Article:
This rather busy picture destroys that assertion. Although at first glance it seems excessively complicated it is an easy read top-down map.

1. The two vast and major fleets, which contrary to their names 'American' and 'British'  Task Forces are supported by other allied naval vessels French, Canadian and others, Stay to seaward of the black dotted line. 

2, From 1 above heading ultimately for the beaches either to land on them or to support off-shore, those doing the assault proper, come the heavy bombardment ships from each of the two Task Forces, and Assault Forces U, O, G, J and S.

3.  They in turn head for  their assigned assault beaches, namely, UTAH, OMAHA, GOLD, JUNO and SWORD, each beach control by a Communications and HQ ship shown in WHITE.  USS Bayleaf controls UTAH, USS ANCON  controls OMAHA, HMS BULOLO controls GOLD, HMS HILARY controls JUNO and HMS LARGS controls  SWORD.  Notice where they are berthed, yes right in the thick of it  and moreover stationary so EXTREMELY vulnerable to shore batteries and the Luftwaffe. Note the numbers  involved over the five landing beaches total approximately 156,000 men. 

4. The units marked in red [exempting those in white] are warships in harms way supporting those 156,000 men. If you count them, there are roughly 85 of all sizes, types hitting power to combat a sea attack [submarines and e-boats], a Lutfwaffe air attack and a shore attack - a formidable naval power, this over and above the amphibious power.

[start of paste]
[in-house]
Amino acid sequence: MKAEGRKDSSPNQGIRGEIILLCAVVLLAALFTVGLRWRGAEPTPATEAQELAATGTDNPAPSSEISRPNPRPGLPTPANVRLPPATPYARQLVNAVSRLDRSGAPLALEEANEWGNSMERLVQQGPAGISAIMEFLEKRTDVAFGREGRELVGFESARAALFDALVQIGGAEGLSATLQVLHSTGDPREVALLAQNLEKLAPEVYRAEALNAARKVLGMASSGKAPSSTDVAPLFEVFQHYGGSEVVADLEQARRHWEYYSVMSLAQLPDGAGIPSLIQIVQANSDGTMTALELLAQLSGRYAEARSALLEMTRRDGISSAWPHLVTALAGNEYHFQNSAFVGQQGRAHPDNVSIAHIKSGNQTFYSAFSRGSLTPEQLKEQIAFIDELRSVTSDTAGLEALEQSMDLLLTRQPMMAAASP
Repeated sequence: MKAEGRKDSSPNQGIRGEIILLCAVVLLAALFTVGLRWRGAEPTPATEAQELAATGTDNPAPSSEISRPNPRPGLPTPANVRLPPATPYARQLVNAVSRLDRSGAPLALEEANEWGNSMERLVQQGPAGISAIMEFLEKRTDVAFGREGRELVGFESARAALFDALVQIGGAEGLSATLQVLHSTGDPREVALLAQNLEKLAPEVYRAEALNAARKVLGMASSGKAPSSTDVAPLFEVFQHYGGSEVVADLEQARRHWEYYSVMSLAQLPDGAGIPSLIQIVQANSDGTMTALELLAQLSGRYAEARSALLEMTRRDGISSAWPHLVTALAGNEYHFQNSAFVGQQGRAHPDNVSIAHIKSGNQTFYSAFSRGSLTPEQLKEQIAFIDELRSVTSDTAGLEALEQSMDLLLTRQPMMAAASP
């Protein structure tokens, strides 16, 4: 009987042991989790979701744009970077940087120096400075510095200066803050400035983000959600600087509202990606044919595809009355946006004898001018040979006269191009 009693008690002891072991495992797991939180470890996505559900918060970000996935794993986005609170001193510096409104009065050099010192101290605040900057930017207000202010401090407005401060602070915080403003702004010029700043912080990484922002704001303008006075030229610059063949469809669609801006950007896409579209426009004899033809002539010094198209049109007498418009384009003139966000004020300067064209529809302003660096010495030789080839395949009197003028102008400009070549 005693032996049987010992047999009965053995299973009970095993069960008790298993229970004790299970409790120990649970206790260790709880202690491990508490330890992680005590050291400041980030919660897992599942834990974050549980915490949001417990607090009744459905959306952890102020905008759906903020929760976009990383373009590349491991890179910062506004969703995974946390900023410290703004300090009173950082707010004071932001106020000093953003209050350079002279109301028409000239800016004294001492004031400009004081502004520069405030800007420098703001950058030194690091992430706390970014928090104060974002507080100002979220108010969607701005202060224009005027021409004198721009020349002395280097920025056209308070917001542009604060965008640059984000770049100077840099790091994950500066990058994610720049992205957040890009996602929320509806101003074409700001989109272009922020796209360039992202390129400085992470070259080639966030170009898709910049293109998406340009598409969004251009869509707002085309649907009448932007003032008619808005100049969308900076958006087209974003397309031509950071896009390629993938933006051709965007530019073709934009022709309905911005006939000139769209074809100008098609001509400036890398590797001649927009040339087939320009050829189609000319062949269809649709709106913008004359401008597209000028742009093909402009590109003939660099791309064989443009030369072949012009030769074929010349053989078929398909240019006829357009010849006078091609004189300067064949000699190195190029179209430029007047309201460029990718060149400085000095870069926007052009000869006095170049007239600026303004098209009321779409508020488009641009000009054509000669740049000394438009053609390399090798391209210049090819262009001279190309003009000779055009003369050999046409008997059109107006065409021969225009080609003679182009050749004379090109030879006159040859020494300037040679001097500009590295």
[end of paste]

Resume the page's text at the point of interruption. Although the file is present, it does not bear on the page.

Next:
5.  The R.N. with its three HQ and Communication ships Hilary, Bulolo and Largs controlled the beaches Gold, Juno and Sword, and the British admiral in overall command was the owner of a stately house with a large garden part of which was sold off to a builder who built three houses on the plot, one of which my wife and I live in today. His name was Vice Admiral Rivett-Carnac and at Rememberance times I put poppy sticks in his grave in the village church. See

Since D-Day was CRITICALLY IMPORTANT TO WE ALLIES, I often wonder why early naval historian didn't  fly the flag for the navy and its top of the shop IMPORTANT TASK and/or for our magnificent communications and its specialist ships like the BULOLO for example.  I'll FLY IT NOW.

Had the Germans known what those ships marked here in white and in clear view from shore observation were and then taken them out,  it is highly probable that the landings would have failed or part failed.  That they didn't and communications were maintained was to our everlasting advantage. A major BZ to the navy and our combined ops.